Nastech Pharmaceuticals last week provided a peek at its RNAi-based influenza treatment program, presenting preclinical data during a web-based seminar showing that its lead siRNA candidates have anti-viral activity both in vitro and in vivo.
However, based on comments made by Nastech officials changing the expected timing of an investigational new drug application filing for the flu program, it appears that the path to commercialization isn’t a smooth one.
Also last week, Nastech management provided an update on the company’s plans to spin out its RNAi operations into a subsidiary, to be called MD-RNA, stating that the effort was underway and could be completed within a year.
During the seminar, Nastech’s Director of Pharmacology and Toxicology Michael Templin said that in vitro experiments conducted in collaboration with the Centers for Disease Control and Prevention have shown siRNAs targeting conserved regions of the flu virus are active against the avian flu strain H5N1.
Additionally, in a mouse model of flu, Nastech has observed up to five-fold inhibition of viral titre with first-generation siRNA formulations, Templin told RNAi News this week. “With our second-generation formulations, we’ve seen up to thousand-fold inhibition of viral replication,” he said.
However, during last week’s web seminar and second-quarter conference call, Nastech President and CEO Steven Quay noted that the company is not providing a timeline for when an IND might be filed on a flu drug candidate.
In February, Nastech said that it expected to file an IND sometime this year (see RNAi News, 2/15/2007). Before that, Nastech had been anticipating an IND in 2006 (see RNAi News, 3/2/2006).
According to Templin, however, Nastech currently is not offering guidance on the timing of an IND for a flu treatment.
Nastech’s retreat from its earlier timelines comes around the same time that Alnylam Pharmaceuticals announced that it would miss its goal of filing an IND for its own flu drug this year (see related story, this issue).
During a conference call to discuss Alnylam’s second-quarter financials, company officials said in an apparent reference to Nastech that Alnylam’s flu program was experiencing specificity problems that were also plaguing other companies developing RNAi-based flu treatments.
Templin declined to comment on Alnylam’s flu efforts, noting that he’s never seen data from the program and therefore “would have no knowledge of exactly what the data is and thus how they could interpret it.”
When asked whether Nastech was experiencing specificity issues in its own flu program, he said that “the data that we have generated have been favorable for inhibition of viral replication. Obviously, [with] the candidates we have, specificity is one of the criteria we place on them.”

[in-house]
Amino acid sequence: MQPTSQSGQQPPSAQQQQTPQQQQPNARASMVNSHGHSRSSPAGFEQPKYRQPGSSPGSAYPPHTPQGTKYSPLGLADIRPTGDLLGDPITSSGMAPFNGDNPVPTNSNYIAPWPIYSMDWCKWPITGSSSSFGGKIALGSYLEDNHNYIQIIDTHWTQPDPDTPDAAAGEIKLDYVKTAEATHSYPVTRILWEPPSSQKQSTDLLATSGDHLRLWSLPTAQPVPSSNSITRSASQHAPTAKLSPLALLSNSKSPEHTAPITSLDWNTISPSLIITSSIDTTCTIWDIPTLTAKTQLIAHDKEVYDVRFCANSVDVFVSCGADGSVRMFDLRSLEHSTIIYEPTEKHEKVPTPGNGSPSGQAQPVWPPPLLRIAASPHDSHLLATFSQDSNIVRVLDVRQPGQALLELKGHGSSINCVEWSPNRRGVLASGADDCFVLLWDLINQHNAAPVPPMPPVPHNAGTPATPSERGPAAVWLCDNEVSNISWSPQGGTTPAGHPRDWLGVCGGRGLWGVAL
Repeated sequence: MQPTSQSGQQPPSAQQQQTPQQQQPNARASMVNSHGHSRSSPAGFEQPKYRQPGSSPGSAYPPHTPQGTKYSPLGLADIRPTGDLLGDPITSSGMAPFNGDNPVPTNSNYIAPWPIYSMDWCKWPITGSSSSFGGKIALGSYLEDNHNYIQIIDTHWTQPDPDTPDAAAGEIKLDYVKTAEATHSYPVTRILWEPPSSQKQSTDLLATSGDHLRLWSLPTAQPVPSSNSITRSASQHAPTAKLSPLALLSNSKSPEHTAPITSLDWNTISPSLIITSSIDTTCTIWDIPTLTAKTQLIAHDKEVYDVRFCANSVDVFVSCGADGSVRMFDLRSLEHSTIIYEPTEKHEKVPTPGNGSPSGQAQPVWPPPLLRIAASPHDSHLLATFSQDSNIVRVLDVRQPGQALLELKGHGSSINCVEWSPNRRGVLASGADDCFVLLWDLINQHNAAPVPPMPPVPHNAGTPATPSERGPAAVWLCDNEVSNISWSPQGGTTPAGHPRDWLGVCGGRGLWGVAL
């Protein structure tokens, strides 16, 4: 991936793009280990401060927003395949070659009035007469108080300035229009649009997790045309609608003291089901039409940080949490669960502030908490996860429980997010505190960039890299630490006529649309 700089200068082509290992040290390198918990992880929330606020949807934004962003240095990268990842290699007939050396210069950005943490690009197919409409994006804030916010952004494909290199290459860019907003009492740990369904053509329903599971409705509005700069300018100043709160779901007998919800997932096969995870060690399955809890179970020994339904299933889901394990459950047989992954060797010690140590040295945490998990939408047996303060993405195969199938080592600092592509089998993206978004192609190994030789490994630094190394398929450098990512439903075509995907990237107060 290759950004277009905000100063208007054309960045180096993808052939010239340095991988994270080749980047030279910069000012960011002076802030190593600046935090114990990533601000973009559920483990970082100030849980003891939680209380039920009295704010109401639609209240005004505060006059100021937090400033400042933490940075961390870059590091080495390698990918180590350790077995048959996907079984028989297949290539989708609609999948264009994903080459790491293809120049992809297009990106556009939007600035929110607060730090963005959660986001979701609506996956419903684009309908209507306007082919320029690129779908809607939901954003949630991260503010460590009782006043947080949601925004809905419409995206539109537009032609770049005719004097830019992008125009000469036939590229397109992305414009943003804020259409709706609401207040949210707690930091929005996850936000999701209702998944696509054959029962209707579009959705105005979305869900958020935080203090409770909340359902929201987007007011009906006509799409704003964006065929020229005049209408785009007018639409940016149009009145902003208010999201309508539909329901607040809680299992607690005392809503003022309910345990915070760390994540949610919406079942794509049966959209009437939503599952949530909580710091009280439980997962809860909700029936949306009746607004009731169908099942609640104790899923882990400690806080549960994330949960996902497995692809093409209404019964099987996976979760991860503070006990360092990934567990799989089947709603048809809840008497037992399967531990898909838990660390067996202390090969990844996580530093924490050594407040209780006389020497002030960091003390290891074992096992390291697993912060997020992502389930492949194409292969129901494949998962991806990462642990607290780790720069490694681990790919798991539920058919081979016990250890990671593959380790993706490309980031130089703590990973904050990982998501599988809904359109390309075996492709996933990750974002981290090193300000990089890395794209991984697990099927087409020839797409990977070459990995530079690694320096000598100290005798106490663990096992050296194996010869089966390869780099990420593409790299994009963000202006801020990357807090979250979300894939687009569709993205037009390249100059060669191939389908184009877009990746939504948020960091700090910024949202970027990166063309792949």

Planning a Spinout
Nastech has been considering spinning out its RNAi business for some time (see RNAi News, 6/28/2007), but has been relatively tight-lipped on the details of such a move.
The spin-out process “is a high priority that is being addressed expeditiously and should be completed by mid-year 2008.”
During the second-quarter conference call, Quay said that the company is “currently in the process of evaluating our strategic options focused on enhancing the value of our RNAi business for the benefit of our shareholders.
“Increasing market valuations for RNAi-based companies and the number and size of the deals in this space demonstrate a growing interest among major pharmaceutical companies and the financial community in RNAi technology,” he added. “Partnering in the RNAi space is a key priority for us and we continue to talk with potential partners about Nastech’s RNAi technology and therapeutic programs, and … we are in the process of establishing a wholly owned subsidiary … called MD-RNA.”
In doing so, the company would “transfer the RNAi-related intellectual property and contracts from Nastech into MD-RNA,” something that is likely to happen “in the near future,” he said.
Quay declined to provide more specific timing when pressed for information by a financial analyst. However, Nastech CFO Philip Ranker said during the call that the spin-out process “is a high priority that is being addressed expeditiously and should be completed by mid-year 2008.”
Losses Rise on Falling Revenues
For the second quarter, Nastech posted a sharp jump in losses amid a drop in revenues and a rise in research and development spending.
The firm’s net loss was $12.4 million, or $0.50 per share, compared with a year-ago loss of $600,000, or $0.03 per share.
Contributing to the loss increase was a decline in revenues to $4.9 million from $11.4 million a year earlier. The drop in revenues partly reflects revenues received last year from partners on non-RNAi drug-development programs.
R&D costs in the quarter jumped to $12.8 million from $8.8 million the year before. Selling, general, and administrative costs, meanwhile, climbed $1.4 million in the second quarter to $5.1 million.
Nastech had cash, cash equivalents, and investments totaling $70.4 million as of June 30.